In a wide-ranging interview, ACO President Pierre Fillon explains the impact the coronavirus pandemic is having on the club, the expected busy month of September for Le Mans as well as soon-to-be-announced revised schedules for the FIA World Endurance Championship and the European Le Mans Series.
How does the postponements and rescheduling affect competitors, spectators and suppliers?
“We’ve never been faced with a situation like this before. An unprecedented situation calls for exceptional measures. Our schedules have changed; of course they have.
“Our plans have been thrown up in the air and we are coming to terms with the fact that, for several weeks at least, we won’t be able to hold any events. It would be naive, irresponsible even, to ignore the situation or pretend it wasn’t happening and have events cancelled at the last minute, with all the consequences that would entail.
“We prefer to postpone events and to give everyone ample notice, so that competitors, spectators, hosts, partners, suppliers and emergency services can plan accordingly.
“We took an early decision to reschedule the 24 Hours Motos, before so many other events were postponed. When September and October started filling up and the 24 Hours of Le Mans was rescheduled, we brought the 24 Hours Motos forward to avoid clashes and to give ourselves time to organize two major events in succession.
“To an outsider it might look like a domino effect, but it’s more like doing a motorsport event jigsaw puzzle, working as a team with the FIA, the FIM, the FFSA and the FFM to ensure the best possible outcome for all.
“By postponing, we can still honor commitments, and even if an event is rescheduled several times, it’s still better than an outright cancellation which would have dire consequences for some. These events are still five months away.
“Let’s not forget that all such events in France and overseas are being rescheduled within a similar time frame. That means many meetings, with event organizers supporting each other.”
September is going to be a very busy month. Is that going to affect ticket sales?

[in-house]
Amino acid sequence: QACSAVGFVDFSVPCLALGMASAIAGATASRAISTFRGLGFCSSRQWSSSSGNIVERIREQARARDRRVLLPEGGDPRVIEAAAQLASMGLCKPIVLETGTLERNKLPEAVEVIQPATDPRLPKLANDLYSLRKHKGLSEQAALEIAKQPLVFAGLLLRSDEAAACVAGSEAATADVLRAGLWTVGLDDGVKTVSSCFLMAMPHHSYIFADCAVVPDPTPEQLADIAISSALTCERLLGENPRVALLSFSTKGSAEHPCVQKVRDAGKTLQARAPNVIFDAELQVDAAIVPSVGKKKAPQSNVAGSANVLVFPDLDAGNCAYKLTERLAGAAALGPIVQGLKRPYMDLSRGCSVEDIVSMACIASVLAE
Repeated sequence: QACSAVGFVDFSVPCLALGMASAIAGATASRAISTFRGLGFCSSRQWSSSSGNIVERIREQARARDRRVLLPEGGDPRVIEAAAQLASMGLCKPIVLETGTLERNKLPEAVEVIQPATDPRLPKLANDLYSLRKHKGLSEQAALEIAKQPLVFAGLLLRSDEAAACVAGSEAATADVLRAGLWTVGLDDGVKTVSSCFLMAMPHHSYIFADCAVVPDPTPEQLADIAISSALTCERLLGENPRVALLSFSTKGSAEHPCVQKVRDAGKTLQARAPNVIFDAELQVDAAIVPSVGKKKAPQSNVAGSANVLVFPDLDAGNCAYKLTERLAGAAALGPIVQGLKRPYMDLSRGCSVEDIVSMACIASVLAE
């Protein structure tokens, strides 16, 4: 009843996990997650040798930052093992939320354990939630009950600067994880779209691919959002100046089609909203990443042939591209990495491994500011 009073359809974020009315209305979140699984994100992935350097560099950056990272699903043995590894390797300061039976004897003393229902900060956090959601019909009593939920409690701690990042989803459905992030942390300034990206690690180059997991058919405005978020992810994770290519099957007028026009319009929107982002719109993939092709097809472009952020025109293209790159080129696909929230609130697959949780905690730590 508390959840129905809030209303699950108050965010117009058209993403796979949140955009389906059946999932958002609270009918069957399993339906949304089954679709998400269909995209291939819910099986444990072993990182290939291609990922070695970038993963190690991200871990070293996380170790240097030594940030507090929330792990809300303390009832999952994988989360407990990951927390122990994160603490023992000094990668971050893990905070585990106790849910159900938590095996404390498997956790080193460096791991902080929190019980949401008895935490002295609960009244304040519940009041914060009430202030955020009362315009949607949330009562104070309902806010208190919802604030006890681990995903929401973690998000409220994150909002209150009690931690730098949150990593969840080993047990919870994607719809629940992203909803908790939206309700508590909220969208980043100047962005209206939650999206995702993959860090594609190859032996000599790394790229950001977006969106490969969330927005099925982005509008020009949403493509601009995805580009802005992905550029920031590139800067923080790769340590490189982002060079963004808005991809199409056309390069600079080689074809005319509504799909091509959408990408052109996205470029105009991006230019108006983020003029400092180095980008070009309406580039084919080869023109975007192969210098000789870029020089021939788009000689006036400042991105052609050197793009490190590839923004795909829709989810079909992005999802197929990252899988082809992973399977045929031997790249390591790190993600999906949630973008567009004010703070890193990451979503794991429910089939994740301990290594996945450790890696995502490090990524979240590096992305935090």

“Admittedly, this autumn is going to be packed with events. And there are probably more to come.
“But June, when we usually hold the 24 Hours of Le Mans, is a busy month too. There’s the French Open, an international football tournament every two years, basketball finals, Formula One Grand Prix – so attendance-wise the situation will be no different.
“When September comes around, if people are spoilt for choice on which events to attend, that will be something to celebrate, not a problem.
“Where tickets are concerned, it will be up to us to put together an attractive package to suit the circumstances, tailored to perhaps a different audience, certainly with different priorities and a new mind-set.
“In 1968, the 24 Hours of Le Mans was also postponed to September. There were 300,000 spectators that year. Whatever happens, we will do our best to satisfy fans, competitors, suppliers and partners. It’s a team effort.”
Have you had many requests for refunds?
“For the 24 Hours of Le Mans and the 24 Hours Motos, we have registered few hundred requests of reimbursement.”
Can we expect shorter seasons for the WEC and ELMS?
“We’ll be able to tell you more about that shortly. Once again, we’re not deciding any of this alone. We’re discussing it with everyone else involved so we need a few more days.”
How are you working these new calendars out?
“It’s a joint task involving competitors, our partners, the federations, the other circuits for our international events, the organizers, promoters, the Ministry of Sport, other sports disciplines, TV channels, and so on. It’s not just us here at Le Mans or just motorsport.
“We have a special unit working on it and it’s actually harder to set out a calendar over a few short months than for the usual year.
“We take stock every day, reconsider things according to the latest situation with the pandemic, and the instructions enforced in different countries because our championships travel from one place to another and our competitors don’t just come from France. They must be able to compete in our races.”
Will the ACO staff be called on to work over the summer?
“We know we can count on the support, efforts and professionalism of our staff and that they’re ready to adapt. At this difficult time, I’m delighted by everyone’s initial reaction – they’re all as keen as ever to organize our races. That’s our job, it’s what drives us.”
Internally, how is the ACO coping with the situation?
“We’re reorganizing our set-up. Our employees are adapting their work and getting ahead on long-term projects, but of course the usual timeline has been reviewed.
“As a club, the ACO has always promoted mobility for all. This is one of our core tasks and core values. We are available to provide any help we can to the local prefecture. The prefect knows that he can call on us as required.
“We have also transferred all the intensive care equipment that we have at the circuit to the hospital in Le Mans.
“All the devices, monitoring equipment … they need all the extra equipment they can get. It just seemed the natural thing to do, to help the health services out.
“The medical staff who work at the circuit during events are now hard at work in their respective healthcare facilities and my thoughts go out to them. I commend all of them for their unrelenting commitment.”